Heterophyllus

Philibert Commerçon: Buginvillæa, Genera Plantarum (A.L. de Jussieu, 1789); and Jeanne Baret, genus Baretia (Turraea)

Heterophyllus: having the foliage leaves of more than one form on the same plant or stem (Merriam-Webster Dictionary)

I think about those fused blooms, pink and white,
deep in their pockets of green; how they papered

an entire side of my childhood home that is gone.
How they rustled like whorls of dry parchment

in summer, and slicked themselves into tongues,
the better to taste the true vernacular of each

punishing monsoon. A woman botanist first
observed them: she, companion and lover

to the official scientist on a voyage circumnavigating
the world. Later records show she disguised herself

as a man, as no woman had been allowed on this journey.
There is a print of her in striped pantaloons, loose

jacket, a jaunty cap. She was of course discovered.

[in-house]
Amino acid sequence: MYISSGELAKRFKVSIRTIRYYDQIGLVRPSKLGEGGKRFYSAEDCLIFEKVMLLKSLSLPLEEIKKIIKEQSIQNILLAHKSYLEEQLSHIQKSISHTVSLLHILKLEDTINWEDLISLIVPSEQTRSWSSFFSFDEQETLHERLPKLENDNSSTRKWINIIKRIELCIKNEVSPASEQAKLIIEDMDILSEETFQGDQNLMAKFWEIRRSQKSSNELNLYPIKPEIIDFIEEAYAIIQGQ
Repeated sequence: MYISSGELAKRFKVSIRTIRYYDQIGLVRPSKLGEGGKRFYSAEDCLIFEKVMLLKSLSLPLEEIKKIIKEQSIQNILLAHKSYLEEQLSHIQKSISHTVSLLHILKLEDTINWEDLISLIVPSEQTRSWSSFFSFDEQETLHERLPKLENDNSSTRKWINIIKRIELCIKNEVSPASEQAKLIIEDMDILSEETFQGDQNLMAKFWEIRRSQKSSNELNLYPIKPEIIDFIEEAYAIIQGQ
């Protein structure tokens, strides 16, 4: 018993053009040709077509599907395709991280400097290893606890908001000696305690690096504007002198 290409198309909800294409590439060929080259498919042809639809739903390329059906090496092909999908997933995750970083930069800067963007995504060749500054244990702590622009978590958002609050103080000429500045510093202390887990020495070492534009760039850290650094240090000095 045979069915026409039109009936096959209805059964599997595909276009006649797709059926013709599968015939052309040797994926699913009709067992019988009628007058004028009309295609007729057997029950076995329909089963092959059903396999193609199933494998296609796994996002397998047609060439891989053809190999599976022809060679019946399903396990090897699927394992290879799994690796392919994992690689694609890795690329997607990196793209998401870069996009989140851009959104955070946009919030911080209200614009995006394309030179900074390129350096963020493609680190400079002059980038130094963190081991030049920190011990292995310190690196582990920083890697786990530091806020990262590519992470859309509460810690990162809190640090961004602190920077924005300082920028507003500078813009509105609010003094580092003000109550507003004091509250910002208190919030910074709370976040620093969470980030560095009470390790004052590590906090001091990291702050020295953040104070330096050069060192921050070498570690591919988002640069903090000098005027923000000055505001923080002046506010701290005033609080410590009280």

And made to pay the cost. To mark all that I’ve also

lost and gained, I wanted cuttings to plant
along one side of my fence. I remember

their tensile stems spiked with thorns. How I sat
as a bob-haired girl on the porch, spitting

watermelon seeds at the earth. Years later,
asked if I would give up the thing I loved best

for a man: something in me tore and quivered.
Something in me adhered, even as it uprooted.

 

In response to an entry from the Morning Porch.

2 Comments


  1. Well, you couldn’t put that word anywhere but the title! Like how you have zipped about in time and place in this one.

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  2. Marly – this poem surprised me too. I had not intended, for instance, to write about the botany parts. Somewhere along the way to the poem, it happened.

    Reply

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